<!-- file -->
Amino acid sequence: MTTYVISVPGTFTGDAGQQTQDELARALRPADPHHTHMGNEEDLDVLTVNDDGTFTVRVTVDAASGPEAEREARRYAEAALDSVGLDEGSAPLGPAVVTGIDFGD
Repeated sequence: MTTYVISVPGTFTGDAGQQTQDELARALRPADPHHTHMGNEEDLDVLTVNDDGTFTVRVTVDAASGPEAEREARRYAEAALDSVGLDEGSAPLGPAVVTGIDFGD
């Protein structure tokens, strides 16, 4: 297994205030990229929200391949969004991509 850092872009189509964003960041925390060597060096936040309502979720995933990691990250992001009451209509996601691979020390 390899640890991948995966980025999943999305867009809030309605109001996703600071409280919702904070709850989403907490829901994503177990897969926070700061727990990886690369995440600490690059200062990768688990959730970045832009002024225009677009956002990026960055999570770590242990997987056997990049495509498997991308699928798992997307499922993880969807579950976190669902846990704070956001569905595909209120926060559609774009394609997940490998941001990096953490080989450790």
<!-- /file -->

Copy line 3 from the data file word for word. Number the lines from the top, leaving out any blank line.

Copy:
């Protein structure tokens, strides 16, 4: 297994205030990229929200391949969004991509 850092872009189509964003960041925390060597060096936040309502979720995933990691990250992001009451209509996601691979020390 390899640890991948995966980025999943999305867009809030309605109001996703600071409280919702904070709850989403907490829901994503177990897969926070700061727990990886690369995440600490690059200062990768688990959730970045832009002024225009677009956002990026960055999570770590242990997987056997990049495509498997991308699928798992997307499922993880969807579950976190669902846990704070956001569905595909209120926060559609774009394609997940490998941001990096953490080989450790």